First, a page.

When Gospel recording artist BeBe Winans decided to write a book about his longtime friendship with the late Whitney Houston, he figured doing so would help him “embrace the pain” he felt over the sudden and expected loss of the world-renowned singer.

Winans has said that his book was written with the blessing of the Houston clan. But the timing of the book’s release this summer didn’t sit well with Whitney Houston’s mother, Cissy, who signed a book deal with HarperCollins in June for a book that she hopes will “tell the unabridged and unbelievable story of her daughter’s life as well as her own.” She also wanted to be the first to weigh in on her daughter’s personal life. Cissy’s book is scheduled to be released in February.

Cissy Houston told The Wall Street Journal that Winans never asked for the family’s blessing or permission for his book. She and close family friend A. Curtis Farrow said that the first time Whitney Houston’s immediate family learned of the book was when they read about it in a newspaper article, not from Winans.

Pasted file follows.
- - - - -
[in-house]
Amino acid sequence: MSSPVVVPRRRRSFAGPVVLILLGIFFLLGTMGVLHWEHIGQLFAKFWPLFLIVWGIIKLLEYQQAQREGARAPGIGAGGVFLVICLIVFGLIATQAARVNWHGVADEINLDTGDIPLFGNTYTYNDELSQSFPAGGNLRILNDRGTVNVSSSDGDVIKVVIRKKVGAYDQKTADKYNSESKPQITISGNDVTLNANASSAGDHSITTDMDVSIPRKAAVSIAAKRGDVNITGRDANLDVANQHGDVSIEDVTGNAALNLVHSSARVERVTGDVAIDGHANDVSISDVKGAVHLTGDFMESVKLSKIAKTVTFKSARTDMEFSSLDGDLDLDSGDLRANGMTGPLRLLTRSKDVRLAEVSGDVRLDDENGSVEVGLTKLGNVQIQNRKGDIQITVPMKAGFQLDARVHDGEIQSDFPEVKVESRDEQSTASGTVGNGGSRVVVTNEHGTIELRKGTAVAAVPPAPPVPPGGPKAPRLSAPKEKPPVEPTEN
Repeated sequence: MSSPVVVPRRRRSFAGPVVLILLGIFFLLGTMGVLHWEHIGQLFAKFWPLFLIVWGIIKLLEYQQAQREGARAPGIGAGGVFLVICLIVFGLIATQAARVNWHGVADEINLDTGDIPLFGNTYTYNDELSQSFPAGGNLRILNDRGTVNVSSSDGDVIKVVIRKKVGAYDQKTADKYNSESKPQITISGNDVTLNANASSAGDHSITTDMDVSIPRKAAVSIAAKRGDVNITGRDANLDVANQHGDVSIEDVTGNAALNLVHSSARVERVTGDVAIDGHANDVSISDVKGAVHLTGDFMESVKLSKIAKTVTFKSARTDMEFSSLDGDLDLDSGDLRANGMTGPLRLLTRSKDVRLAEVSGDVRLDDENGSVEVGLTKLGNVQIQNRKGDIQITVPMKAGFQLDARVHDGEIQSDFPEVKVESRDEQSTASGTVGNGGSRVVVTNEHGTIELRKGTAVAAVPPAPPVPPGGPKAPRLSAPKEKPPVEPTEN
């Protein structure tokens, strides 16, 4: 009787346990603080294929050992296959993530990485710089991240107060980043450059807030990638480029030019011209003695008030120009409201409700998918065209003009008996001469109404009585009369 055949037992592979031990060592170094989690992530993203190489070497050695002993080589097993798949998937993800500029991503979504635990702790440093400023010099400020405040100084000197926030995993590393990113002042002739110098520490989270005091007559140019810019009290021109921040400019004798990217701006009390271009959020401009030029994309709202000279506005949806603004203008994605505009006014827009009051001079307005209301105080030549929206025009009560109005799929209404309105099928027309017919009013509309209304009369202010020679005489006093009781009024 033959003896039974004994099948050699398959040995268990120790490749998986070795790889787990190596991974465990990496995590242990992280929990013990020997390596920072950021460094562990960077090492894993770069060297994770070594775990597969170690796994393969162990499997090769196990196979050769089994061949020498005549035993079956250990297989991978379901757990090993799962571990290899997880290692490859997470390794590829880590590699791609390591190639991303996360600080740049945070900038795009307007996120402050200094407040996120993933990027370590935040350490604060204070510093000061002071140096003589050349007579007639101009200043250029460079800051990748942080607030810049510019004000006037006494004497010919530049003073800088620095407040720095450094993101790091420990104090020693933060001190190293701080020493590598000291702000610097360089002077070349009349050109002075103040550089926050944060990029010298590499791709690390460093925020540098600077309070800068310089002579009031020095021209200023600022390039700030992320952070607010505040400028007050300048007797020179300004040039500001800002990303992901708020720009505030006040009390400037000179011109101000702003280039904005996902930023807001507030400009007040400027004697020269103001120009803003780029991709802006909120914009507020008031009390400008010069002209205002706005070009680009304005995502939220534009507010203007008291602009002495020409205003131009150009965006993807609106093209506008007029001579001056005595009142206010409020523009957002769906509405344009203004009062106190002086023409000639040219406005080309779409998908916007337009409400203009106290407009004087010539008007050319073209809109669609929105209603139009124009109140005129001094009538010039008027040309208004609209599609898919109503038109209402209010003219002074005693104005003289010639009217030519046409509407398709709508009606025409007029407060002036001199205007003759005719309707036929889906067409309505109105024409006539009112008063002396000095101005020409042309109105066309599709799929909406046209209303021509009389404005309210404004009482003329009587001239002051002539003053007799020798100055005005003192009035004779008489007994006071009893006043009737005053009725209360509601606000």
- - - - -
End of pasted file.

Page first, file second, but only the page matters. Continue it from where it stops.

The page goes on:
Still, Winans has been traveling around promoting his book, called “The Whitney I Knew,” in between live performances and pushing his latest recording project, a patriotic album called, “America, America.”

Winans and his gospel-singing family were a major highlight at the globally televised funeral service for Houston, held at Houston’s childhood church, New Hope Baptist in Newark. At one point in the service, his brother, Pastor Marvin Winans, called BeBe and his other family members to the pulpit to perform a surprise rendition of the family’s song, “Tomorrow.” His on-the-spot decision sparked a sales windfall for the Winans. According to Nielsen Soundscan, sales of the album skyrocketed more than 1,000 percent in the few days following Houston’s funeral. In addition, the sales of individual tracks on the album increased more than 1,000 percent.

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